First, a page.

I have a confession to make. Sometimes I choose to go to a conference mostly based on its location. My core conference is SPIE’s Advanced Lithography, and I would go to that wherever it was (San Jose is nice, but it is not a “destination”). But there are a number of conferences at the periphery of lithography, and in particular conferences that touch on lithography for the academic community. Three conferences that fit this bill are the Electron, Ion, and Photon Beam Technology and Nanofabrication conference (EIPBN, often called 3-beams or triple beam) in the US, Microprocesses and Nanotechnology Conference (MNC) in Asia, and Micro and Nano Engineering (MNE) in Europe (thought of as sister conferences). They can be interesting, informative, thought provoking, and even inspiring. But often there is little of direct relevance to my current focus. In other words, I don’t need to go, but sometimes I want to go. How much I want to go depends on where it is.
This year, the MNE conference was on the island of Rhodes, Greece, and guess what? I wanted to go.
These three conferences, EIPBN, MNC, and MNE, used to have a lot more lithography content, much of which was relevant to semiconductor lithography. Today, however, semiconductor lithography has priced itself out of the academic market, and universities employee either vastly outdated lithographies, or high-resolution approaches that are so slow they could never be considered for the semiconductor industry. Still, it is always nice to find out what the academic research community is up to in the world of lithography.
But frankly, for me, it is generally not worth traveling half-way around to world to go to one of these conferences. Unless I want to.
And so I found myself this week in Rhodes, Greece, listening to interesting papers, presenting one myself, and enjoying the amazing beauty and heritage of the one of the Greek islands.
The MNE conference is extremely vibrant, with a lot packed into three days: 150 orals, 360 posters, and four evenings of social activities. Student participation is huge (often the point of an academic conference), and as an old, cynical industry guy, it is refreshing to be around enthusiastic young people.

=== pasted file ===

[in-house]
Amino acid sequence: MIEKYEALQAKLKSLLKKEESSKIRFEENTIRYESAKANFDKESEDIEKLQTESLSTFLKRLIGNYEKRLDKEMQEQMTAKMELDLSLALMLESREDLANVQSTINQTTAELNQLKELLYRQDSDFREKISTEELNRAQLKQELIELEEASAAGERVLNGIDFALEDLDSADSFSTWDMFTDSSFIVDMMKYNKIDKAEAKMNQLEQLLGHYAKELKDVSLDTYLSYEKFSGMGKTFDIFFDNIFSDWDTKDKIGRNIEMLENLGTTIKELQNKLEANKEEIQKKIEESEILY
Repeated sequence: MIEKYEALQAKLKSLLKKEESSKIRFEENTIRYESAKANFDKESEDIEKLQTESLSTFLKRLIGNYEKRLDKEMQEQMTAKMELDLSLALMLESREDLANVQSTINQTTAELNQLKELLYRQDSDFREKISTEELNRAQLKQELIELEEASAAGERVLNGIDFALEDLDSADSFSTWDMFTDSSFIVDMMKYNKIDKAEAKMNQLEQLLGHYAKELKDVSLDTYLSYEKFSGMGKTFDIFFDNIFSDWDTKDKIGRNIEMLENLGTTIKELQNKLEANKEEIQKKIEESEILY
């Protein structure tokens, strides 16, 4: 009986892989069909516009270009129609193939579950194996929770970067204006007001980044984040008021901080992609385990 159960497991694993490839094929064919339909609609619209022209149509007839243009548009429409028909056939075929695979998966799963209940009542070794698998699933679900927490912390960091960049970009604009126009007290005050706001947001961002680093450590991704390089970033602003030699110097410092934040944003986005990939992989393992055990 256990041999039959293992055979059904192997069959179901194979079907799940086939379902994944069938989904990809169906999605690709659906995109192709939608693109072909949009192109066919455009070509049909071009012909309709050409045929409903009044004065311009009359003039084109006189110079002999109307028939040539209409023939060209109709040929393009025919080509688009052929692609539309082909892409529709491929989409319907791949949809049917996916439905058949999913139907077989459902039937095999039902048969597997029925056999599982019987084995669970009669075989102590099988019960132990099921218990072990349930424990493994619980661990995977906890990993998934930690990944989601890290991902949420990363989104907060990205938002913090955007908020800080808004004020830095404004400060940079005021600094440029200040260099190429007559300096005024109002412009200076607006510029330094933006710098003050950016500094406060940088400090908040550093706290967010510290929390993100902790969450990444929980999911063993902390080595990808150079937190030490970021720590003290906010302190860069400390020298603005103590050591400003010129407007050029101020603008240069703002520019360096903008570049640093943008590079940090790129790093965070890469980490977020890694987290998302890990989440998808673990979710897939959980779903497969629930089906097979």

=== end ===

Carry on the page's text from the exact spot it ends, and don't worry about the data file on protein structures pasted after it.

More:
The plenary session started with an old friend – Yan Borodovsky, retired from Intel, who talked about Moore’s Law: Past, Present, and Future. As he told me after, “I can’t believe I am still being asked to speak when in my 5th year of retirement!” For a retired guy, he gave a great talk. His “past” described the three pillars of microelectronics: Von Neumann’s computer architecture of CPU, memory, and I/O, Moore’s Law of reducing transistor costs, and Dennard scaling that makes a transistor better when it is smaller. One by one these pillars of microelectronics are falling away. Dennard scaling ended in the mid-2000s when voltage scaling became increasingly difficult. Smaller transistors are no longer better, we just hope they are not terribly worse. Moore’s Law has dramatically slowed of late, and Yan made a bold prediction – the end of reduced cost per transistor would occur in 2021, coinciding with the attempt to bring EUV lithography into high volume (really high volume) manufacturing. The last pillar, Von Neumann’s architecture, is the hardest to escape given its phenomenal success. But current high-performance computing is limited both by the speed and power consumption associated with transferring data back and forth from memory to CPU. New architectures, such as neuromorphic computing, could redefine these limits.
Yan’s main point was that lithography choices have always been based on the constraints of these three pillars. He added one further important constraint: that today’s logic chips (such as CPUs, GPUs, and Application Processors) are seriously defect intolerant. One defect (for example, one missing contact hole) will kill an entire chip. This reality rules out any lithography approach with defect densities greater than about 0.1 defect/cm^2. That’s a shame, since lithographies such as directed self-assembly (DSA) and nanoimprint lithography (NIL) are high resolution and cheap, but don’t have the defect densities required for today’s logic devices. A change to a computing architecture that is fundamentally defect tolerant would enable lower-cost lithography choices. Since today’s chips have 50% or more of their cost coming from lithography, the impact would be huge. It was clear that Yan is hoping for a defect-tolerant future, so that lower-cost lithography approaches become practical. As am I.
There were only a few other talks specifically relevant to semiconductor folks like me. B.T. Chan of imec talked about the etch challenges that come with making FinFETs with only one or two fins. Michal Danek of Lam Research talked about atomic layer deposition and atomic layer etching as enablers to 3D NAND devices.
The social interactions of the conference were some of the highlights for me. The reception Monday night before the start of the conference brought us to crusader-era architecture (the Knights of Saint John ruled the island from about 1300 to about 1500) in the old town of Rodos (Rhodes). It was lovely, and included Homeric singing (what a treat). Tuesday night was a beach party (we could see Turkey from the beach). Wednesday night was the conference reception, and I had the honor of serving as a judge for the very popular Micrograph contest. John Randall began the micrograph competition at the 3-beams conference in 1995, and he brought it to MNE in 2005. This year there were over 60 entries, and the judging was hard. You can find this year’s micrographs at https://www.zyvexlabs.com/contests/2019-3/.
The conference ended Thursday night with a bus trip to Lindos, an ancient and beautiful city. A fitting end to a conference defined, for me, by its location.